Gene Weingarten, writing in the Washington Post about online news stories and the accompanying readers' comments: "I basically like 'comments,' though they can seem a little jarring: spit-flecked rants that are appended to a product that at least tries for a measure of objectivity and dignity. It's as though when you order a sirloin steak, it comes with a side of maggots."

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Lenski and hambone, could you post again and be more specific about what you meant by "terrible" and "mediocre?"

Last time I was there was for Brunch. It is very close from my CHicago residence so it is Ambria or, I will admit it, Mon Ami Gabi.

My last brunch was the typical egg frittata and sundried tomatoes. Not only it was bland but the service was terrible (slow and attitude).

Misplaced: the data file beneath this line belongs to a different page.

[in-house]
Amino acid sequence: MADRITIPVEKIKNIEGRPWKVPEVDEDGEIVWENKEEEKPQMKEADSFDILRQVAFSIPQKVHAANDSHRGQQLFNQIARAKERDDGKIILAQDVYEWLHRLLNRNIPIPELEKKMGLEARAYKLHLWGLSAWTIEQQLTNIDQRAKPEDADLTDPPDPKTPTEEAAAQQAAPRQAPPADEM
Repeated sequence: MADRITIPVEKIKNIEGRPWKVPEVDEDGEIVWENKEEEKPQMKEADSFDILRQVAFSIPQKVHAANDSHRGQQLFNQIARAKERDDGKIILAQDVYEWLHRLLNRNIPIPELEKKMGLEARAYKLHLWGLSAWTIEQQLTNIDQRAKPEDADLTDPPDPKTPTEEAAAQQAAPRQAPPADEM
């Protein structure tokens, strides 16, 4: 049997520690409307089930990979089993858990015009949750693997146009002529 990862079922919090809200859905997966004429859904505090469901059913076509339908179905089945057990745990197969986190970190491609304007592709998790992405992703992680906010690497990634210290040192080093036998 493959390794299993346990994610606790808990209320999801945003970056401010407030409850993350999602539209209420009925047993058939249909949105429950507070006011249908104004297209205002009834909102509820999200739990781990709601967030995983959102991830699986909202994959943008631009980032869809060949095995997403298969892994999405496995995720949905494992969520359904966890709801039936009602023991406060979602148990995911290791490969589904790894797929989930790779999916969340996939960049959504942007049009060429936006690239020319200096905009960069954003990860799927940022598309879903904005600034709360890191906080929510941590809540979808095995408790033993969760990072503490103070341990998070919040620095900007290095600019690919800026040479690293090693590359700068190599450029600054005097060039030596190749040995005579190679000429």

I will post when I go back. Again, some of my friends really like it. I do not.

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I'm not really nuts about North Pond, but I think I may have ordered poorly.

We went for the fiance's birthday back in March. We had a great table and the service was wonderful, but I just wasn't that impressed with the food. Actually, my biggest gripe is that the way many of my dishes were composed the food was just difficult to eat. For example, I ordered a duck dish for my main course that was really more like a hearty soup. The dish had what I think were small duck egg rolls, but they got sort of gummy from sitting in the broth, which made them very difficult to cut or eat.

I would like to go back and give it another try. I just wasn't as blown away as I thought I would be given the way people talk about this restaurant.


-Josh

Now blogging at http://jesteinf.wordpress.com/